It will be interesting to see whether Ryan gives Romney a bounce in his declining polls.

My parents and my in-laws are in their seventies, and they're all liberal Democrats. They think that Ryan's positions on Social Security and Medicare will do him in with the large contingent of older voters. I think they give these voters too much credit. As "Still Waiting" points out, most people have no idea who Ayn Rand is (or how to pronounce "Ayn"). By the way (spoiler alert), Godot never comes.

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Here's an easy way to remember how to pronounce Ms. Rand's name. Ayn rhymes with "mine."

It's true the GOP has made a nice living persuading the masses to vote against their economic interests. But Social Security and Medicare are special institutions that even Tea Partiers hold dear. (Remember, "Keep your grubby government hands off my Medicare!"?) If the image of Paul and Willard Mitt rolling Granny's wheelchair of a cliff isn't etched in voters' minds this fall, Obama's team should sued for malpractice (while that's still legal), and Obama doesn't deserve a second term.

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I always thought it was Ayn rhymes with "main," but Joe is correct: I just looked it up in a pronouncing dictionary, Dictionary.com. [:-) The novels really are pretty awful. I read Atlas Shrugged quite recently -- it's too thick to make a good print book, the type has to be too small, so I insisted on reading it as an ebook, but the Rand Foundation was stonewalling Amazon on price; I ended up getting it on the Internet free from Bulgaria or somewhere and shocking my family -- I argued she would have approved, however.

I'm impressed at the youthful charm and great photogenic qualities Ryan has. Of course it's not enough, and interestingly, Reuters immediately ran a poll and the results were ------- no bounce. I agree truly disastrous Veep selections have a disastrous effect, the worst on record being Thomas Eagleton, in the McGovern race, poor man. Lost 49 states. I don't think Ryan is at all disastrous; the coverage seems generally positive, so far. But we'll see. It's not enough to change anything, I don't think.

a GOP that nowadays would hoot Ronald Reagan off the stage for being a compromising, tax-raising, abortion-tolerating moderate.

Very likely, and that's why many of us loved him so much....I had to re-register as an Independent in 2006, things just got so weird.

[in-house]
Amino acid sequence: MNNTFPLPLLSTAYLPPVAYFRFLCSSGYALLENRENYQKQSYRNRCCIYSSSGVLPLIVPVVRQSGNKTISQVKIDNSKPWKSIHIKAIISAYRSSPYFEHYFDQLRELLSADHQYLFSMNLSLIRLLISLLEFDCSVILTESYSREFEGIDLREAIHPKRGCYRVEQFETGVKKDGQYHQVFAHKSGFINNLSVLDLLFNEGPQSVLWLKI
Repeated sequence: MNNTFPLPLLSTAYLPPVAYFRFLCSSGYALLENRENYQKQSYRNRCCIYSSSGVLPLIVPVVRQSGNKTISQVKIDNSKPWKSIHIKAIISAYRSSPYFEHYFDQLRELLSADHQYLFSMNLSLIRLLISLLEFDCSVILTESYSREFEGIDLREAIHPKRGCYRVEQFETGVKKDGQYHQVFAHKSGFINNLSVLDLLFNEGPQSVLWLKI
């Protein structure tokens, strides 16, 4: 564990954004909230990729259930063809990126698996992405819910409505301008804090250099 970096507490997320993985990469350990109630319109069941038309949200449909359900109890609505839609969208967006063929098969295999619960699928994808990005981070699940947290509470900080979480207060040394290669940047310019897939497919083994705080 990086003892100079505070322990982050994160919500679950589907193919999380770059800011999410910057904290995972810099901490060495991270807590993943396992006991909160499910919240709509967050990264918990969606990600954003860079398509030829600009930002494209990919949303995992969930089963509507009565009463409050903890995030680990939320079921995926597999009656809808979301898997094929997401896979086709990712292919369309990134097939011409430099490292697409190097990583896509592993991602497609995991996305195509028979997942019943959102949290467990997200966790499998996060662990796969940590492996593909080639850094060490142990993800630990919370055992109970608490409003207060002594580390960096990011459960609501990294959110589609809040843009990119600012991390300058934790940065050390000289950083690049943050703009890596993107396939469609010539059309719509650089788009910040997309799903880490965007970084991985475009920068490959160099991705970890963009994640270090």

Of all the conservatives I meet on the Internet and in real life, I know nobody who thinks Romney is in any sense a conservative; just a Massachusetts liberal who will bend to any wind. Consequently, many won't vote and those who will vote are unhappy. Does anyone else believe there is any particular difference between Obama and Romney? I can't think what it would be. Certainly there is a difference between the Tea Party and Romney and Obama, but the Tea Party lost, or rather weren't presented with anything but clowns climbing one after the other out of a small car during the primaries.

This isn't a real election. It's a foregone conclusion; it always was.

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Whoopsey Daisy!

It turns out that as he gets closer to the brass ring, Paulie is moving farther and farther away from his Ayn romance. Twenty years of devotion to his principles, then poof! All gone! No wonder Willard Mitt likes him so much. It's like looking in an "epistemological" mirror.

Ryan Shrugs off Ayn Rand

By Gregory J. Krieg, ABC Otus News, today

Wisconsin's First District has voted him into Congress seven times over the past 14 years, but popular as Paul Ryan is at home there may be another constituency that holds the Republican vice presidential candidate in even higher regard.

Ryan, you see, is the country's most powerful Randian. At least, he used to be. More on that in a moment. First, a look at his adoring relationship with the work of Russian emigre novelist Ayn Rand, author of "Atlas Shrugged" and "The Fountainhead."

It began, according to a 2005 speech Ryan gave to The Atlas Society, when he was still a student. And it guided his thinking on monetary policy decades later: